The term Bipolar Disorder is commonly used amongst psychologists and is being diagnosed more often in recent years. People everywhere in the world are getting treated for this “disease” based on symptoms that potentially all of us experience in our lifetime – periods of depression and anxiety, followed by periods of irritability and agitation; but the difference is, those diagnosed may have them more frequently and more intensely, experiencing these cycles more than once in a calendar year, sometimes even more often. The symptoms of Bipolar Disorder include, but are not limited to: extreme mood swings- from manic highs to depressive lows alternating in “cycles”; some “rapid-cycling” occurs in certain patients; irritability, frustration, and distraction; I believe everyone has experienced these same feelings at times.
Bipolar Disorder: A Deeper Understanding The subject of Bipolar Disorder seems to be misunderstood by a lot of people, hence the terms disorder and disease, but it hits close to home with me. I see its effects, and live with them every day, because this diagnosis was given to my wife a few years ago and she has the burden of living with it. (She has given me permission to reference our life as it relates to living with this.) She never thought about being “bipolar” until she was diagnosed with the illness. Before that, everything was “normal” - her thoughts, actions, and reactions to situations, but now, now that she had it put in her head by a professional that there is something wrong with her, every thought and action is considered a symptom of her diagnosis, and not just a normal expression of self. Most people view bipolar disorder as a disease, but to those who are afflicted by it, it is a way of life, and though it can be quite a burden, many live with it every single day and are fully functional, very successful individuals.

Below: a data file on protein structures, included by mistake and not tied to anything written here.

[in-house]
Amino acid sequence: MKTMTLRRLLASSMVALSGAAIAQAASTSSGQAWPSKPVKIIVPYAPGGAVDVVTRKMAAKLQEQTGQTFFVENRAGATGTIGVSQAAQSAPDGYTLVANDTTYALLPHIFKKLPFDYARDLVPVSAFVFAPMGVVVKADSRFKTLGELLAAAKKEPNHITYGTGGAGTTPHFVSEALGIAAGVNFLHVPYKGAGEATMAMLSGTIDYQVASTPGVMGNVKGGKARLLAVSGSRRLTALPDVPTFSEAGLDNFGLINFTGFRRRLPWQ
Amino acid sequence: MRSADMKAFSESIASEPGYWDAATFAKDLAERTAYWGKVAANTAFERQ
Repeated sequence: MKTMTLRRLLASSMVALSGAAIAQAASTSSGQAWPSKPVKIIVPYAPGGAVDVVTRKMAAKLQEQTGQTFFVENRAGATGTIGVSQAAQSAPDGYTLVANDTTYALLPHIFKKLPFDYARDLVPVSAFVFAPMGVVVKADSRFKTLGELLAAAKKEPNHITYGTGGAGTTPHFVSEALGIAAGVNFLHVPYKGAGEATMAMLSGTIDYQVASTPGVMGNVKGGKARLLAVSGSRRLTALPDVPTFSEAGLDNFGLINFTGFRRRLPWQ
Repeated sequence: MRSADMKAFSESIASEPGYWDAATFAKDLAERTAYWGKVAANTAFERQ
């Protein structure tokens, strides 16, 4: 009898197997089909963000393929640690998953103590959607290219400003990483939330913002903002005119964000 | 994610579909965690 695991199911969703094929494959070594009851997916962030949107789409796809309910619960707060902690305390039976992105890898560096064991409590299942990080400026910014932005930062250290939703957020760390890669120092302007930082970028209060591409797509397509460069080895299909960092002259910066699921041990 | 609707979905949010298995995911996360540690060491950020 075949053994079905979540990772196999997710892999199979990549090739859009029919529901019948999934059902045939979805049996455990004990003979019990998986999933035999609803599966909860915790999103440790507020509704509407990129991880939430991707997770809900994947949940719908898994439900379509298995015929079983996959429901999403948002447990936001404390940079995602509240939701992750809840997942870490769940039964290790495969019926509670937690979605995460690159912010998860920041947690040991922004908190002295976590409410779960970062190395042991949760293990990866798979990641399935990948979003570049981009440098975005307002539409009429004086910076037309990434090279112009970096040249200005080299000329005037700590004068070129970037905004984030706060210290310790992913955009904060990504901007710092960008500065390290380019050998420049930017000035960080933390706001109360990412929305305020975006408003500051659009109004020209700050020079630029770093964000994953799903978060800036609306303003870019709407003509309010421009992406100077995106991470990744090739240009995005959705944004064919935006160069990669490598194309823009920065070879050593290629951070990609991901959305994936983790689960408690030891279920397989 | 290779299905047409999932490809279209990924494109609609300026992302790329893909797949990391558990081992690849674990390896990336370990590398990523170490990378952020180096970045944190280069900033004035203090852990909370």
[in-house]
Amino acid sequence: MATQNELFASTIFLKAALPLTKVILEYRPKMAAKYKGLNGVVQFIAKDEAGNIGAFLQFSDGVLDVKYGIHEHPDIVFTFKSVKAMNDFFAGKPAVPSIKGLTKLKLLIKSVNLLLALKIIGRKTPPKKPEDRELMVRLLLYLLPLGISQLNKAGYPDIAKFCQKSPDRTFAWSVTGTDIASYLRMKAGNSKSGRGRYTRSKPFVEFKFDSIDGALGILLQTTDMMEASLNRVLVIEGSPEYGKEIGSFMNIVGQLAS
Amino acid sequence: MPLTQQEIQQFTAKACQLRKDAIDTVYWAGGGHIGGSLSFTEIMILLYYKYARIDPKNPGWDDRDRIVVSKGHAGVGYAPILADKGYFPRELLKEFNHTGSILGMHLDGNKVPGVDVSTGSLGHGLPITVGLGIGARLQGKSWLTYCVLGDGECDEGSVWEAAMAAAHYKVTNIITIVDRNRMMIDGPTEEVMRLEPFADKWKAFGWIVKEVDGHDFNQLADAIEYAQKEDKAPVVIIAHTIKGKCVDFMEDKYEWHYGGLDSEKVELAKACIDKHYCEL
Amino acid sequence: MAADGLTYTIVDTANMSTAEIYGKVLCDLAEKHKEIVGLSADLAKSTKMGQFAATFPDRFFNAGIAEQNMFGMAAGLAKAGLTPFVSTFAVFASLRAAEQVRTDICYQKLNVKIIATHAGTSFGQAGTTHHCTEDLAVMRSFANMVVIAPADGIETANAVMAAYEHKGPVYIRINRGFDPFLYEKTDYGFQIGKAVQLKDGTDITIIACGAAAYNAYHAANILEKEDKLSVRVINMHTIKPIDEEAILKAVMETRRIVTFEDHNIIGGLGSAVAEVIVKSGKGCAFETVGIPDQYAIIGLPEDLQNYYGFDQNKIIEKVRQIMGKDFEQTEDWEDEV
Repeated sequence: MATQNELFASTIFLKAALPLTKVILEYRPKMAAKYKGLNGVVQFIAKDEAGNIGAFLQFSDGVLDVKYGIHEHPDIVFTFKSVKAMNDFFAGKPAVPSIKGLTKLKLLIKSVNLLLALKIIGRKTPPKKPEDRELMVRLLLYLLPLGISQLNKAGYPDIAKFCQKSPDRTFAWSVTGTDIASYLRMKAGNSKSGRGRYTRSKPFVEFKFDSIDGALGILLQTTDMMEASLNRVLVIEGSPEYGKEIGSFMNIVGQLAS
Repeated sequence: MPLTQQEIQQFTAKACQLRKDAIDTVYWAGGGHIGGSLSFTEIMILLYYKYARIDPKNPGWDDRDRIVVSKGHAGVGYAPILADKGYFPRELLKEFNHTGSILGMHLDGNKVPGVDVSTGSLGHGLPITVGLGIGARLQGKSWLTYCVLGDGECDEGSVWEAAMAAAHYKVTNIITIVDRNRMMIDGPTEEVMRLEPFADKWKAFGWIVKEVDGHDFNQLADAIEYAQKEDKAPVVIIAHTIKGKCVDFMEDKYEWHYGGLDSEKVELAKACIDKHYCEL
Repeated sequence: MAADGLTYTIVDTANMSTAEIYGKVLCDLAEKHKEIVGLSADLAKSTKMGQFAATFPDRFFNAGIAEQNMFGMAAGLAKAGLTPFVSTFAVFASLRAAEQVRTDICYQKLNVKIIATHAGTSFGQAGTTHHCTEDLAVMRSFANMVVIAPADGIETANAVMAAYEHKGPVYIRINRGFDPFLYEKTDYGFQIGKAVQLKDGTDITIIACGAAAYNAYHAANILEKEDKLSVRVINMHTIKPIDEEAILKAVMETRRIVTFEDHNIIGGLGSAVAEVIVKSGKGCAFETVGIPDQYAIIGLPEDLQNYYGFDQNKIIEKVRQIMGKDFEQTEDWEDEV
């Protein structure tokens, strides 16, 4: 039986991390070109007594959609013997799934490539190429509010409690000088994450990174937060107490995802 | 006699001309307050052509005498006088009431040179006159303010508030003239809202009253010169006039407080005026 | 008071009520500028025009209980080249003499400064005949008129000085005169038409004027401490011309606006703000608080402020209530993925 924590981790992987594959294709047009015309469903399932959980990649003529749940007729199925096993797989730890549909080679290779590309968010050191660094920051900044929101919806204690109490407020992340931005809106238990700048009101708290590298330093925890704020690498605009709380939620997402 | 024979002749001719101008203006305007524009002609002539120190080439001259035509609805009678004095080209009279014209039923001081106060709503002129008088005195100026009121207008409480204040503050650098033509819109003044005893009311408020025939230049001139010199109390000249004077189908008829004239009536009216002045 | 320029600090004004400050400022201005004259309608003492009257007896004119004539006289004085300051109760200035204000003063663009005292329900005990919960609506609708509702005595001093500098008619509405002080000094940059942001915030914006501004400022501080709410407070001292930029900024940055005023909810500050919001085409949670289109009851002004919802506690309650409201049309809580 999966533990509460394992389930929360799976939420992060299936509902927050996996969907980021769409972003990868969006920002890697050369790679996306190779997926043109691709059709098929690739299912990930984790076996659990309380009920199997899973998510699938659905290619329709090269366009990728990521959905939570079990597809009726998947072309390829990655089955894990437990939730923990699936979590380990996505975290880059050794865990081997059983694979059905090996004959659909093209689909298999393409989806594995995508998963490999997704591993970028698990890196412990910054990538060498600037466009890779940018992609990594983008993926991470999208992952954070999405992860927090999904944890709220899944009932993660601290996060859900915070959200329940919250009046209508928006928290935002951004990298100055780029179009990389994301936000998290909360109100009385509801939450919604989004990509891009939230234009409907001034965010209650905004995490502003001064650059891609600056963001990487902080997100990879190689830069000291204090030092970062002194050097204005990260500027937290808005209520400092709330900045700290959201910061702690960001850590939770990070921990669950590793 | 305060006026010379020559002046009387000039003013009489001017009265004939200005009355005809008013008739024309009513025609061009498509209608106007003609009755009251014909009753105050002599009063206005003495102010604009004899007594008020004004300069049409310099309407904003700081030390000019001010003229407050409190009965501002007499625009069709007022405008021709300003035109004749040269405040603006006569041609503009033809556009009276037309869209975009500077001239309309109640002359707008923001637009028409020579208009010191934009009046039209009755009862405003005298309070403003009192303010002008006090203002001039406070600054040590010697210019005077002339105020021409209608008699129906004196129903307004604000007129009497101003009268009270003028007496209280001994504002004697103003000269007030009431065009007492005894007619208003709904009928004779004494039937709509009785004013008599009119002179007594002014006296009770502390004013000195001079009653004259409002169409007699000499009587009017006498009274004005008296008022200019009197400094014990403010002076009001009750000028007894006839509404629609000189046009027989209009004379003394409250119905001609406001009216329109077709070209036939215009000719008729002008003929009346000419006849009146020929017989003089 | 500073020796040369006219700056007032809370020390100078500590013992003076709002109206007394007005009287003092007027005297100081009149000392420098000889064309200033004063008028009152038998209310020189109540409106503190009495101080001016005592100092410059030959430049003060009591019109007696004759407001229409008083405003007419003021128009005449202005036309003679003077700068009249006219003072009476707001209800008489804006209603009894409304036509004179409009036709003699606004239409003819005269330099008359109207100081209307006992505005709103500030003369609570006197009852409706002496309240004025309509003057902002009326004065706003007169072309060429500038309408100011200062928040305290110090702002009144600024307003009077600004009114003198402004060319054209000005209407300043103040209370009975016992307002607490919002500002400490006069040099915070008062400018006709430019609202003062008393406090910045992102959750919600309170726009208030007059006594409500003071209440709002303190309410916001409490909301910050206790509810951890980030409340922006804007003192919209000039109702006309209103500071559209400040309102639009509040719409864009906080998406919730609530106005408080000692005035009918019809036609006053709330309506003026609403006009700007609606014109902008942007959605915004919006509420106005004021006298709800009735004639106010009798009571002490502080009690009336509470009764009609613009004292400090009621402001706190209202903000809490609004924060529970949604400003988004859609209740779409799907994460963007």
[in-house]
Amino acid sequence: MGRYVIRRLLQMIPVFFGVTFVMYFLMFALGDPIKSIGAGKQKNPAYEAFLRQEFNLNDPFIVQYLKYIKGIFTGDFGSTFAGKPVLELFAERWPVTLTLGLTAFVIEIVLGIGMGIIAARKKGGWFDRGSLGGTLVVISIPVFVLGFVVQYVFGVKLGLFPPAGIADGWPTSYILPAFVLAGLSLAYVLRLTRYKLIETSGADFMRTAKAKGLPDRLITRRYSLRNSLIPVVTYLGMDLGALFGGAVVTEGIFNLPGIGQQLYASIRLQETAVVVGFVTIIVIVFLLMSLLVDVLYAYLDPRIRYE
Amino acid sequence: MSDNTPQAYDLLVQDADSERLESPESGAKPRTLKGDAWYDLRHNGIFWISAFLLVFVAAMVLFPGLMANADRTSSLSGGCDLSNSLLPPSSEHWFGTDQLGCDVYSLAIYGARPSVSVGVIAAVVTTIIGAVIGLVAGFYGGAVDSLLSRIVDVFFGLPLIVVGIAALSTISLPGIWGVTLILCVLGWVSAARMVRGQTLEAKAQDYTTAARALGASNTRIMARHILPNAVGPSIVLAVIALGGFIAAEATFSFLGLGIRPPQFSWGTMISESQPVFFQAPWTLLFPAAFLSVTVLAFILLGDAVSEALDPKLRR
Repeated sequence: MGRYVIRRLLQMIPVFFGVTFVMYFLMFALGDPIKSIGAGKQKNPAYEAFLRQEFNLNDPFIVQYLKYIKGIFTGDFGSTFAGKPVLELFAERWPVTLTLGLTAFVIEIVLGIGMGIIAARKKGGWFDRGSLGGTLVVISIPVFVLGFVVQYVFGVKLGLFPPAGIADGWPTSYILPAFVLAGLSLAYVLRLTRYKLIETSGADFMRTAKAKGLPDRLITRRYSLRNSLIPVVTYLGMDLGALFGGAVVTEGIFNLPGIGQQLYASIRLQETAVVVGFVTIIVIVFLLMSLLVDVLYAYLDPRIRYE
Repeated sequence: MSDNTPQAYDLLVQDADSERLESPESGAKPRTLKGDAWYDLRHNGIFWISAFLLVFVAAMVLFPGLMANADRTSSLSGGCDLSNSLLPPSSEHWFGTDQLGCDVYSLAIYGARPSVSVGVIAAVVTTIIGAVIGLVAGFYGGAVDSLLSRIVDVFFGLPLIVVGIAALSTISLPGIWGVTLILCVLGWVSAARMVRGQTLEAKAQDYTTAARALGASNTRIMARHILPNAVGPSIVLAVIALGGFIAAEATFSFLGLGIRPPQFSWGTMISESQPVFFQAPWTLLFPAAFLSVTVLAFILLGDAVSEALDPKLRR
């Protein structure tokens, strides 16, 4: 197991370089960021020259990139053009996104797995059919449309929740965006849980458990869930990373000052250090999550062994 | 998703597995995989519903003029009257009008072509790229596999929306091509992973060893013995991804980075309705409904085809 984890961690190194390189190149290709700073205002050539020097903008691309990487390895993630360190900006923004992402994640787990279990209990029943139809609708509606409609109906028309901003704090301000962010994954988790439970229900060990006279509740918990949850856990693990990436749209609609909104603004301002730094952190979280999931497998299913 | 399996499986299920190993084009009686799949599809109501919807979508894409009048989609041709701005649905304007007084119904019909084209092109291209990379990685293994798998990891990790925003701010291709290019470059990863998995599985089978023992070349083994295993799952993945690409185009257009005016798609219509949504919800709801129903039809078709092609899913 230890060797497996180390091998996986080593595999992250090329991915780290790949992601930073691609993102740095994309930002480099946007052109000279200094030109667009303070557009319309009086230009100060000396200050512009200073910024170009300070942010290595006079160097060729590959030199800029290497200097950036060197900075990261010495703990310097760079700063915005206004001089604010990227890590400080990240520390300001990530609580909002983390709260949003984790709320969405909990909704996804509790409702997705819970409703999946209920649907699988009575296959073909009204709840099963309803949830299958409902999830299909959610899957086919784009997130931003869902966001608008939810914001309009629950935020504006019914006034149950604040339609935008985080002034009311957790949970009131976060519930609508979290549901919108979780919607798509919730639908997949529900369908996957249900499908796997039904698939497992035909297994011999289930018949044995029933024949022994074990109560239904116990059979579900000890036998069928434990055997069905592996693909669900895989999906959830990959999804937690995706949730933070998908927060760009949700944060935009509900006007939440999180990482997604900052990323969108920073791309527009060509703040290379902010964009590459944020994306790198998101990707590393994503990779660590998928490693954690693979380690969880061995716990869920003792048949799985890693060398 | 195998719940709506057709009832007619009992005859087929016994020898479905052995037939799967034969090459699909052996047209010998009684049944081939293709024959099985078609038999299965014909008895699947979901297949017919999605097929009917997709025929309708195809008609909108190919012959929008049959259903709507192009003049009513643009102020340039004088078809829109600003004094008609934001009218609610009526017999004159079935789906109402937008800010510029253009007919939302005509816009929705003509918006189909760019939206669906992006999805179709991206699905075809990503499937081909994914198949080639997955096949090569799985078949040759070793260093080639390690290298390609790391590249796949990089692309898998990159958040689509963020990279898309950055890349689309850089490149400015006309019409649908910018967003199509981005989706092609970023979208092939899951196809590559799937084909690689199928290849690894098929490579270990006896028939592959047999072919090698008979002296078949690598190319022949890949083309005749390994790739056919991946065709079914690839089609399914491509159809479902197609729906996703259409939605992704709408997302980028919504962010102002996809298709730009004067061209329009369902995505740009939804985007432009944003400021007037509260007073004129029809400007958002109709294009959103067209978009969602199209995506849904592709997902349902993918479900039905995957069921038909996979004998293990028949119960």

Bipolar is defined in the dictionary simply as: Relating to or having two poles or charges, relating to a device capable of using two polarizations, such as a transistor that uses positive and negative charge carriers, relating to or involving both of the earth's polar regions, and having two opposite or contradictory ideas or natures. However, as it relates to psychology, bipolar is defined as: Relating to a major affective disorder that is characterized by episodes of mania and depression. Psychology Today defines bipolar disorder “…also known as manic depression, is a chronically recurring condition involving moods that swing between the highs of mania and the lows of depression.” During the “highs” of mania an effected person could experience a “mix of irritability, anger, and depression, with or without euphoria” however, depression is usually the “pervasive feature of the illness”. The Mayo Clinic further states that “mood shifts may occur only a few times a year, or as often as several times a day. In some cases, bipolar disorder causes symptoms of depression and mania at the same time.” Common misconceptions of bipolar disorder include the assumptions that those diagnosed are non-functioning, unable to maintain relationships, hold jobs or serve in positions of authority, and even more tragic is the misconception